Bottlenose dolphins who use sponges as tools have shown that social behaviour can shape the genetic makeup of an animal population in the wild.
Some of the dolphins in Shark Bay in Western Australia put conical marine sponges on their beaks when they forage on the sea floor, a non-genetic skill calves apparently learn from their mothers.
Researcher Dr Anna Kopps says sponging dolphins end up with some genetic similarities because the calves also inherit DNA from their mothers.
As well, it is likely that sponging dolphins are descendants of a “sponging Eve”, a female dolphin who first developed the innovation.
“Our research shows that social learning should be considered as a possible factor that shapes the genetic structure of a wild animal population,” says Dr Kopps.
“It is one of the first studies to show this effect – which is called cultural hitchhiking – in animals other than people.”
The study is published today in the journal Proceedings of the Royal Society.
Dr Kopps and her colleagues identified individual dolphins in western Shark Bay about 850 kilometres north of Perth. They observed them from a boat as they foraged for food, travelled around the bay, rested, and played with other dolphins.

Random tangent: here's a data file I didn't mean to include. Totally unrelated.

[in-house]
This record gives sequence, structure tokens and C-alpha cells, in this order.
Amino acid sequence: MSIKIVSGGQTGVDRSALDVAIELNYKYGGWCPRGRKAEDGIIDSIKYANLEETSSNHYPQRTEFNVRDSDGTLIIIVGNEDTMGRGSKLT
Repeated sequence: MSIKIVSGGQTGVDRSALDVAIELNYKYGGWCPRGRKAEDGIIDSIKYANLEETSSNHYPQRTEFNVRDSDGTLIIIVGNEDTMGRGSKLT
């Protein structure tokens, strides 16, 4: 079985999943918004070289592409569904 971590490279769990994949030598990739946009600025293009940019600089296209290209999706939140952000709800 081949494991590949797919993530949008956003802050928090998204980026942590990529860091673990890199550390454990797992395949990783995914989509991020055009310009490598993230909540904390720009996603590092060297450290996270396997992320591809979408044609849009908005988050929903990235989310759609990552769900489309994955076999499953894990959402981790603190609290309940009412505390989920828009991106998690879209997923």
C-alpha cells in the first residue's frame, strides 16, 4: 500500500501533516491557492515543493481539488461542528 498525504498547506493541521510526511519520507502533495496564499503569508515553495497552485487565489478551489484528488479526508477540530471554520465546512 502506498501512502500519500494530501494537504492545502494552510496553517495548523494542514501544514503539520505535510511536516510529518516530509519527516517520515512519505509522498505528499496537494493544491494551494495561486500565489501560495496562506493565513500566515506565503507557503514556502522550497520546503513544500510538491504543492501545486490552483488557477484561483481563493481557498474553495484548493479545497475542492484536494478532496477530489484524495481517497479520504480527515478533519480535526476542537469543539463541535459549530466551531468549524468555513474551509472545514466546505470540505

Genetic samples were also taken. The dolphins living in shallow waters, where sponges do not grow, mainly fell into a genetic group called Haplotype H.
Those dolphins living in deep waters, where sponges do grow, were predominantly Haplotype E or Haplotype F.
“This striking geographic distribution of a genetic sequence cannot be explained by chance,” says Dr Kopps, who carried out the research while at University of New South Wales and is now at the University of Groningen in the Netherlands.
As well, the DNA results from 22 dolphins that both lived in deep water and used sponges as tools showed they were all Haplotype E.
“For humans we have known for a long time that culture is an important factor in shaping our genetics,” she says.
“Now we have shown for the first time that a socially transmitted behaviour like tool use can also lead to different genetic characteristics within a single animal population, depending on which habitat they live in.”
The team includes UNSW’s Professor Bill Sherwin and researchers from the University of Zurich and Murdoch University.
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